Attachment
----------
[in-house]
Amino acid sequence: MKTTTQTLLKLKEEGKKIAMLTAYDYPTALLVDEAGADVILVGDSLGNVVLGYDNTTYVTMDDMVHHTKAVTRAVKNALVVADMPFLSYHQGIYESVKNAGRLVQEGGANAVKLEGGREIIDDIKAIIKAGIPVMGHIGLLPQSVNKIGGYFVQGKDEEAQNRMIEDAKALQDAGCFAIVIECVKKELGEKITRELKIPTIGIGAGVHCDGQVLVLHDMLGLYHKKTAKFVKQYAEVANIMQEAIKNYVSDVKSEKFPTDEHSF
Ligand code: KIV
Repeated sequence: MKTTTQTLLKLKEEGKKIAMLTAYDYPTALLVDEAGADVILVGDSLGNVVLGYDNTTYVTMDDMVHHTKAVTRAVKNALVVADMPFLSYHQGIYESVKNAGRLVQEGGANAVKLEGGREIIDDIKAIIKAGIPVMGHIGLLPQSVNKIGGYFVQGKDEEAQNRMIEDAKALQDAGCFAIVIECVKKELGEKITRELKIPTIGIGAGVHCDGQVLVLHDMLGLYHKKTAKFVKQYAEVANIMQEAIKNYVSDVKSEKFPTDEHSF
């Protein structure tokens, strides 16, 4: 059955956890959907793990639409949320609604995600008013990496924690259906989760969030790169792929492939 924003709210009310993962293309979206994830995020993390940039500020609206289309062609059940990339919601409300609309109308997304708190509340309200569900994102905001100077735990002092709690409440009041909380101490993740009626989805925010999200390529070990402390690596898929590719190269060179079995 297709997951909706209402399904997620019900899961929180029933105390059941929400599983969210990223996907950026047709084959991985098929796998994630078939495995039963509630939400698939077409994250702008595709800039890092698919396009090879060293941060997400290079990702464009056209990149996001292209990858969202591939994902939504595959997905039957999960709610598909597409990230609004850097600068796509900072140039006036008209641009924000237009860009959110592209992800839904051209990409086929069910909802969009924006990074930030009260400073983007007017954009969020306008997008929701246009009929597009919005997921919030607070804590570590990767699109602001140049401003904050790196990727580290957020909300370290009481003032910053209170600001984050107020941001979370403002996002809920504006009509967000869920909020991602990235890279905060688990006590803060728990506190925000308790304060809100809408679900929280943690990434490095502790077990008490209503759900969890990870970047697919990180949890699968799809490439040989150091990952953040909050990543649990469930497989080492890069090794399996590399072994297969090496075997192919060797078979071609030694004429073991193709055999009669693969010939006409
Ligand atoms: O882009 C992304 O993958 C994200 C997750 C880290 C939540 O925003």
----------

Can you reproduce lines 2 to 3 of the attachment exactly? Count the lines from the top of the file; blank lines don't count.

Amino acid sequence: MKTTTQTLLKLKEEGKKIAMLTAYDYPTALLVDEAGADVILVGDSLGNVVLGYDNTTYVTMDDMVHHTKAVTRAVKNALVVADMPFLSYHQGIYESVKNAGRLVQEGGANAVKLEGGREIIDDIKAIIKAGIPVMGHIGLLPQSVNKIGGYFVQGKDEEAQNRMIEDAKALQDAGCFAIVIECVKKELGEKITRELKIPTIGIGAGVHCDGQVLVLHDMLGLYHKKTAKFVKQYAEVANIMQEAIKNYVSDVKSEKFPTDEHSF
Ligand code: KIV